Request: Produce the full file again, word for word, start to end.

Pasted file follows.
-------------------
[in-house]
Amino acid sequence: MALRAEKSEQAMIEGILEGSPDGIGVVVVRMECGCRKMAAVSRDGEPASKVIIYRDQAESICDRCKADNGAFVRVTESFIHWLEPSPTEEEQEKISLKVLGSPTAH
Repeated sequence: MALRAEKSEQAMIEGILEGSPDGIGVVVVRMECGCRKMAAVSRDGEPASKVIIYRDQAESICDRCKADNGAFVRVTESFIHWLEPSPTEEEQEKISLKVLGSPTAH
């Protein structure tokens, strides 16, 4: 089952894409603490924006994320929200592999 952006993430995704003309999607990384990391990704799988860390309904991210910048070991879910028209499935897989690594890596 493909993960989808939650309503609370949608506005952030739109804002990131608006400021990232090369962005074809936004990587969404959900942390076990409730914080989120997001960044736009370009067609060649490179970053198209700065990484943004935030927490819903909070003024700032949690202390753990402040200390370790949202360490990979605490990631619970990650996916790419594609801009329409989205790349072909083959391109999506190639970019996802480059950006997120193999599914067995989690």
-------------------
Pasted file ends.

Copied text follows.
[in-house]
Amino acid sequence: MALRAEKSEQAMIEGILEGSPDGIGVVVVRMECGCRKMAAVSRDGEPASKVIIYRDQAESICDRCKADNGAFVRVTESFIHWLEPSPTEEEQEKISLKVLGSPTAH
Repeated sequence: MALRAEKSEQAMIEGILEGSPDGIGVVVVRMECGCRKMAAVSRDGEPASKVIIYRDQAESICDRCKADNGAFVRVTESFIHWLEPSPTEEEQEKISLKVLGSPTAH
């Protein structure tokens, strides 16, 4: 089952894409603490924006994320929200592999 952006993430995704003309999607990384990391990704799988860390309904991210910048070991879910028209499935897989690594890596 493909993960989808939650309503609370949608506005952030739109804002990131608006400021990232090369962005074809936004990587969404959900942390076990409730914080989120997001960044736009370009067609060649490179970053198209700065990484943004935030927490819903909070003024700032949690202390753990402040200390370790949202360490990979605490990631619970990650996916790419594609801009329409989205790349072909083959391109999506190639970019996802480059950006997120193999599914067995989690």